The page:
In short, I need to learn to relax and go with the flow instead of always trying to create the flow. For example, my one romantic idealistic trait – wanting to be one of those old couples that’s been married for 70 or more years – may need to take second-fiddle to the rest of my life. And rather than get frustrated when people who don’t follow key Church teachings get engaged and married, while I follow them and remain single, I need to remember being a saint is the first and foremost goal.

Marriage is not a competition I have to win. We’re trying to be saints. Comparing myself to my siblings, or the average age of marriage, is to miss the forest for the trees.

So where am I as we enter 2014? Frustrated, absolutely. Recognizing that even at the age of 28 – a full-fledged adult – I have a lot of growing up to do? Grudgingly, yes. I’m trying to not miss the forest for the trees, and remember that people mean well when they say contradictory things like “Be yourself, but be low-key,” or the falsely uplifting “The right girl is out there for you!”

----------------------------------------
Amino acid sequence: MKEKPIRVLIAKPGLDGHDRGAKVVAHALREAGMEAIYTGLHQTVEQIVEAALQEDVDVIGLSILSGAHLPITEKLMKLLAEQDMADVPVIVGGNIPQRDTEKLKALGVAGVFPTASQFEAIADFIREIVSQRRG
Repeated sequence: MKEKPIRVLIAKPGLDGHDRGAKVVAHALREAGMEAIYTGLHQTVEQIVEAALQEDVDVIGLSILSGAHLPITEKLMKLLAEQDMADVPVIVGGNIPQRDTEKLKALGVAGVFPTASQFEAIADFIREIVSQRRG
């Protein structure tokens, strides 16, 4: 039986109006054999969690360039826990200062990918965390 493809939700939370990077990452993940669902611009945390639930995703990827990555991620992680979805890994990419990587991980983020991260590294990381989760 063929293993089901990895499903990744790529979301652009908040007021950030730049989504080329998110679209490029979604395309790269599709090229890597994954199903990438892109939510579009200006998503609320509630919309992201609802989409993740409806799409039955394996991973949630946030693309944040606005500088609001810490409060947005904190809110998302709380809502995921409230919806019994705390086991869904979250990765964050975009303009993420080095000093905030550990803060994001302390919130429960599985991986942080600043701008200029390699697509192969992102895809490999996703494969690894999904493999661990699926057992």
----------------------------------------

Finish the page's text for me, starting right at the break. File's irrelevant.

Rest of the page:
So what should I expect out of life right now? I don’t do “New Year’s Resolutions,” as self-improvement should be a continuous process, but I think I’m going to prioritize a few things this year:

  1. A friend gave me a piece of advice recently that I’m going to take into consideration: Rather than focus on multiple aspects of life at the same time, try to focus on one aspect to make it as successful as possible. She suggested one’s career path, and indicated this would be a good idea in order to be happier, and happiness is attracting to the opposite sex. I think I’ll take her advice, with a twist – prioritize everything but dating, and let the dating happen as it will.
  2. I’m going to work on being more aware of why I act as I do. I always apply my friend Ben’s advice – “Don’t care what people think, but don’t give them reason to think badly of you” – but I’m going to try to keep the latter mindset balanced with greater emotional awareness.
  3. A retired priest advised me to just be Dustin. Let’s see what that looks like, rather than being “Dustin who’s constantly being hard on himself.”

In the end, the goal of every human being should be to walk on the path God has for us, and be happy regardless of what life throws at us. We should be whole people as much as we possibly can – and, in my case, if a cute girl walks across my path, life’s a little more attractive right now. And if she becomes my wife, my ability to walk on the path of God’s Will will be more complete than it was before our paths crossed.